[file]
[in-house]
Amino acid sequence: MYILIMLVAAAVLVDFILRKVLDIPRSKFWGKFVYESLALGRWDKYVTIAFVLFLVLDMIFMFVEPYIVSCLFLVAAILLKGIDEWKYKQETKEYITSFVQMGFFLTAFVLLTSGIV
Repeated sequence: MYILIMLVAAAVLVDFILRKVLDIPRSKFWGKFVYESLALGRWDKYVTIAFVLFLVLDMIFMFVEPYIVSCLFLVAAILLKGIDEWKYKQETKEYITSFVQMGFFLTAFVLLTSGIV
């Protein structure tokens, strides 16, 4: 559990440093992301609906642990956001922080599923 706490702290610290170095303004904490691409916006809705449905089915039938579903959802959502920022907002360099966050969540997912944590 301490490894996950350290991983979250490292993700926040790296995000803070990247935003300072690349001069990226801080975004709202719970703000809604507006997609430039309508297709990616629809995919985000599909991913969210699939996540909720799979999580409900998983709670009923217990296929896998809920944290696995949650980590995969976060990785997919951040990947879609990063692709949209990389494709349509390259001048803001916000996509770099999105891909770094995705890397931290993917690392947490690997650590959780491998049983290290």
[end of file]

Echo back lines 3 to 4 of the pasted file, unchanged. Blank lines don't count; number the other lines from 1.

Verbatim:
Repeated sequence: MYILIMLVAAAVLVDFILRKVLDIPRSKFWGKFVYESLALGRWDKYVTIAFVLFLVLDMIFMFVEPYIVSCLFLVAAILLKGIDEWKYKQETKEYITSFVQMGFFLTAFVLLTSGIV
């Protein structure tokens, strides 16, 4: 559990440093992301609906642990956001922080599923 706490702290610290170095303004904490691409916006809705449905089915039938579903959802959502920022907002360099966050969540997912944590 301490490894996950350290991983979250490292993700926040790296995000803070990247935003300072690349001069990226801080975004709202719970703000809604507006997609430039309508297709990616629809995919985000599909991913969210699939996540909720799979999580409900998983709670009923217990296929896998809920944290696995949650980590995969976060990785997919951040990947879609990063692709949209990389494709349509390259001048803001916000996509770099999105891909770094995705890397931290993917690392947490690997650590959780491998049983290290």